We also said that friends and relations of these IDPs who are prepared to accommodate them in their homes must be allowed to do so, in order to reduce the numbers in the camps. The government also seems to be thinking on these lines, particularly in view of the difficulties caused by the monsoon, and they said they would insert advertisements with some information in the Jaffna newspapers, to enable friends and relations of these IDPs to take steps to have them released and accommodate them in their homes until they are resettled in the lands from which they were displaced.

Another issue which was raised by us was the position of those persons who were detained by government troops from about January 2009 when civilians started coming from the conflict zone to government-controlled territory. These persons were taken into detention en route in Omanthai at the camps itself but there is no definite information available with regard to these persons. Who was being detained? Where were they being detained? When were they taken in? We said these were matters of grave concern to the relatives of these detainees and we insisted that the government should release a list of the names of these persons who have been detained to enable the families of these persons to know the real situation of those who have been detained.

We also gave the government a list of those areas, which according to our information, did not require demining or could do with minimal demining. We said that with regard to these areas, government could proceed with resettlement earlier than for other areas. We said that demining should be gone ahead with in terms of a programme which would facilitate early resettlement.

We also raised the issue of screening IDPs. We told the government that these persons are not armed and that they are in your custody. As long they are in your custody there is nothing they can do, we said. With regard to releasing them, it is easier for the authorities to decide who are not LTTErs so that they can determine who the LTTErs are. There is no need to be keeping everybody there until your screening process is complete. We said screening and demining could not be an excuse for the resettlement process to be delayed.

These persons have been bearing the brunt of this war from 2006. The government has been claiming that it has been fighting the LTTE. But today there is no LTTE. Still these people are suffering. This is cruelty. They cannot be expected to suffer any longer.

We told the government that this is a matter that should be dealt with, with the utmost seriousness. The government has to keep its commitment. We are not at all satisfied with the progress made thus far.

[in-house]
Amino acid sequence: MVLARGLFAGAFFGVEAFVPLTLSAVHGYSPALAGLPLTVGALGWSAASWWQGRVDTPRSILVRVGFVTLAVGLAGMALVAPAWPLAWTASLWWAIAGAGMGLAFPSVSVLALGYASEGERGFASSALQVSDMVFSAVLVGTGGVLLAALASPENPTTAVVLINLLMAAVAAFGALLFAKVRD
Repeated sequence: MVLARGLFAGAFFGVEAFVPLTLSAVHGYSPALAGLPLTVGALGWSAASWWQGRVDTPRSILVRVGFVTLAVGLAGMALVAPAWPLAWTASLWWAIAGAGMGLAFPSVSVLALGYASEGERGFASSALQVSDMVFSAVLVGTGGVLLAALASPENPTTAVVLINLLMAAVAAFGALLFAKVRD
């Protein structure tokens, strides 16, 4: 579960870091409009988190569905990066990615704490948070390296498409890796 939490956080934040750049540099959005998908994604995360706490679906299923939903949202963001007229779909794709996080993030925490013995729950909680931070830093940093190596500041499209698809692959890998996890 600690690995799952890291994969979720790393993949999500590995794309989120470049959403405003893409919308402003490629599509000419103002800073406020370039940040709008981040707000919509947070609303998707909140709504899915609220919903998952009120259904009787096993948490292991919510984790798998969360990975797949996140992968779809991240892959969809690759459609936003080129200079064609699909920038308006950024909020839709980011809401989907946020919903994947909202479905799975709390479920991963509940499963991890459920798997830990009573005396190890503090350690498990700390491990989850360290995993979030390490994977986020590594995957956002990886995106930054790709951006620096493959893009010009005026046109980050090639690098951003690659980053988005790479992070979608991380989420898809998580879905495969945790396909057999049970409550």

Q: How did the President respond to your views?

A: He said ‘we will settle it, we will settle it’. He said he would not have settled everyone by 150 days, but by the 169th day a lot would have been done.

Q: What’s the TNA’s future programme?

A: We told the President that three of our members have been killed. The government must ensure our security in the North-East. We said we want to engage in political activities in these areas. We should be enabled to freely engage in political activity, particularly with regard to the upcoming elections. That is our right.

Government should disarm all paramilitary forces who are still around and ensure complete law and order. We pointed out that there is no need for the government to depend on them any longer.

Q: What will be the principal issues on which you would be grounding your politics?

A: We would be primarily working towards a political solution within the framework of an undivided, united country. The Tamil speaking people should be granted political autonomy to carry on their affairs in their areas of historical habitation. In our assessment, our people are very strongly behind these objectives. We want to engage in political activity which would make this position clear to everyone.

Q: Do you believe the Tamil people are still behind the federal option?

A: There is no question about it. Our people want to live in this country as equals with adequate self rule in areas they have historically inhabited. They don’t want to be treated as second class citizens. They want to live with dignity and self-respect. [courtesy: The Island.lk]

5 Comments

the views of the TNA or the tamil diaspora are immaterial to